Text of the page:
Hoki – Macruronus novaezelandiae – A Deep Water Species Rarely Caught by Anglers

A brace of good size hoki caught deep sea fishing by Daniel Coleclough off Taiaroa Head, Otago Peninsula. Photo courtesy of Daniel Coleclough.
A brace of good size hoki caught deep sea fishing by Daniel Coleclough off Taiaroa Head, Otago Peninsula. Photo courtesy of Daniel Coleclough.

Hoki are an important New Zealand commercial species

Other Names For Hoki:

Blue grenadier, blue hake, New Zealand whiptail, whiptail or whiptail hake


Hoki has a long tapering body and tail. They have a short spiked first dorsal fin. The second dorsal and anal fin run to the pointed tip of the tail and are joined to the caudal fin.  

When first caught hoki are iridescent blue-green to purple from above and bright silver on the sides and belly. The skin is smooth and shiny with tiny scales. Their bright silver colouration soon fades and becomes dull after capture. The fins are darker in colour.  

Hoki range in length between 60 and 100 centimetres, but can reach 130 centimetres. The average weight for a full-size adult fish measuring 120 centimetres would be about 3 to 3.5kg at the most.

The snout is pointed, their eyes are large, and they have a cavernous underslung mouth that is fully armoured. They have two series of teeth in the upper jaw and a single series on the lower jaw. They also have small teeth on the roof of the mouth. 

Where To Find Hoki

Though hoki can be found all around New Zealand, they are more common off the coast of the South Island particularly in Cook Strait, off the West Coast, the Chatham Rise and the Campbell Plateau. Hoki is a deep-water migratory species.  

Hoki, according to Larry Paul in New Zealand Fishes – Identification, Natural History and Fisheries, generally occur beyond the continental shelf and are most abundant in 300 to 600 meters but have a very wide depth range. Fully grown adult fish have been found in shallow coastal bays and out to sea in depths up to 900 meters. It is not unusual for adult hoki to be washed ashore around Cook Strait.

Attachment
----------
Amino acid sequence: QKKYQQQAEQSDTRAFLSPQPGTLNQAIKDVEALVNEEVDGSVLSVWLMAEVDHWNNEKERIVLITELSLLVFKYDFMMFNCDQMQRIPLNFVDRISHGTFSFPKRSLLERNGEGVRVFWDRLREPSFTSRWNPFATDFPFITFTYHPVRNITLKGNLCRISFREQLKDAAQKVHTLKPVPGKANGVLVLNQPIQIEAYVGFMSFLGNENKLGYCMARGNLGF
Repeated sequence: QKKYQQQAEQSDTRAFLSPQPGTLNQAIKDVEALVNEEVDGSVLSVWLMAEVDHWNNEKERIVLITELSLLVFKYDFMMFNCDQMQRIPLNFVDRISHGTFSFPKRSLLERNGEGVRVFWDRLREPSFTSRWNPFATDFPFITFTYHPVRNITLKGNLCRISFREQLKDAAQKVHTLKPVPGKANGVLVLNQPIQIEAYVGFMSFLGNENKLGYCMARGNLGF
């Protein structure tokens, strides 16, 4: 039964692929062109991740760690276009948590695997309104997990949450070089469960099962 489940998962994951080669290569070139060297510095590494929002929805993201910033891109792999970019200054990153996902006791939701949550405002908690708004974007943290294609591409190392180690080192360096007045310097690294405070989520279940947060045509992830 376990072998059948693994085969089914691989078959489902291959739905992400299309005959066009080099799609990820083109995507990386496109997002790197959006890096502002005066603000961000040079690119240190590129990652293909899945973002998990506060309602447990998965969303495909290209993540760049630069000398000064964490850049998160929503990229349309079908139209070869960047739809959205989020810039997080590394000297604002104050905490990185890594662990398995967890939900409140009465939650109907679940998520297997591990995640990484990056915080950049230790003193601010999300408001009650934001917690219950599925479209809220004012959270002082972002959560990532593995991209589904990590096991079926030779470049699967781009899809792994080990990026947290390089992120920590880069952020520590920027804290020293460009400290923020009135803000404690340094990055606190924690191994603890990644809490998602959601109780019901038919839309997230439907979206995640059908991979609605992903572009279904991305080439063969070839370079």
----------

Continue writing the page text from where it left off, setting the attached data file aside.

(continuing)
Juveniles, like the one pictured below caught in Wellington Harbour, are found in inshore nursery grounds from a few meters deep out to about 200 meters. As juvenile hoki mature, they gradually move further out into deeper water. 

Spawning takes place during winter. There is a major known spawning ground off the West Coast of the South Island at a depth of 400 to 600 meters. The larvae and juveniles are transported by the prevailing currents passing eastward through Cook and Foveaux Straits to populate the broad continental slopes to the east and south of the South Island. 

Their growth rate is quite rapid. They reach 25 centimetres in length by the end of their first year at which time they start to move from inshore waters to the edge of the shelf. Hoki becomes sexually mature at three years by which time they are about 60 centimetres in length. When fully mature and measuring over a meter in length, they’re mostly found in depths between 450 and 650 meters. These larger individuals are between 12 and 15 years old according to Tony Ayling in the Collins Guide to the Sea Fishes of New Zealand.